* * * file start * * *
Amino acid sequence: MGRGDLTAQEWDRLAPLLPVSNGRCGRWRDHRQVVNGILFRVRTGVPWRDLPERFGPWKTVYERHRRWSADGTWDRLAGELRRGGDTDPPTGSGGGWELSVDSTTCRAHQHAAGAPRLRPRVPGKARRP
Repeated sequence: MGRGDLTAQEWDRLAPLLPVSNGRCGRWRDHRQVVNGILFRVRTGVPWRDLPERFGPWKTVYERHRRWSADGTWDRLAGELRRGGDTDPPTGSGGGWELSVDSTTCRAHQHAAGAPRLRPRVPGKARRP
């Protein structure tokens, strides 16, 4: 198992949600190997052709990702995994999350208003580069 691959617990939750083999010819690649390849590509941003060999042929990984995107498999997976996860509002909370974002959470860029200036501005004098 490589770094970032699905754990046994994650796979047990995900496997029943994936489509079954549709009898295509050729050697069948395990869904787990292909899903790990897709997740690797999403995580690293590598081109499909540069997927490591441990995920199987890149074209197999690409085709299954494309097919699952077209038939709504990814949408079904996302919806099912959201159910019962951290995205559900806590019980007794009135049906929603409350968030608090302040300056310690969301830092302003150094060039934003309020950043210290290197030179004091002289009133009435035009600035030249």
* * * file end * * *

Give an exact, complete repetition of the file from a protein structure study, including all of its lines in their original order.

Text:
Amino acid sequence: MGRGDLTAQEWDRLAPLLPVSNGRCGRWRDHRQVVNGILFRVRTGVPWRDLPERFGPWKTVYERHRRWSADGTWDRLAGELRRGGDTDPPTGSGGGWELSVDSTTCRAHQHAAGAPRLRPRVPGKARRP
Repeated sequence: MGRGDLTAQEWDRLAPLLPVSNGRCGRWRDHRQVVNGILFRVRTGVPWRDLPERFGPWKTVYERHRRWSADGTWDRLAGELRRGGDTDPPTGSGGGWELSVDSTTCRAHQHAAGAPRLRPRVPGKARRP
């Protein structure tokens, strides 16, 4: 198992949600190997052709990702995994999350208003580069 691959617990939750083999010819690649390849590509941003060999042929990984995107498999997976996860509002909370974002959470860029200036501005004098 490589770094970032699905754990046994994650796979047990995900496997029943994936489509079954549709009898295509050729050697069948395990869904787990292909899903790990897709997740690797999403995580690293590598081109499909540069997927490591441990995920199987890149074209197999690409085709299954494309097919699952077209038939709504990814949408079904996302919806099912959201159910019962951290995205559900806590019980007794009135049906929603409350968030608090302040300056310690969301830092302003150094060039934003309020950043210290290197030179004091002289009133009435035009600035030249």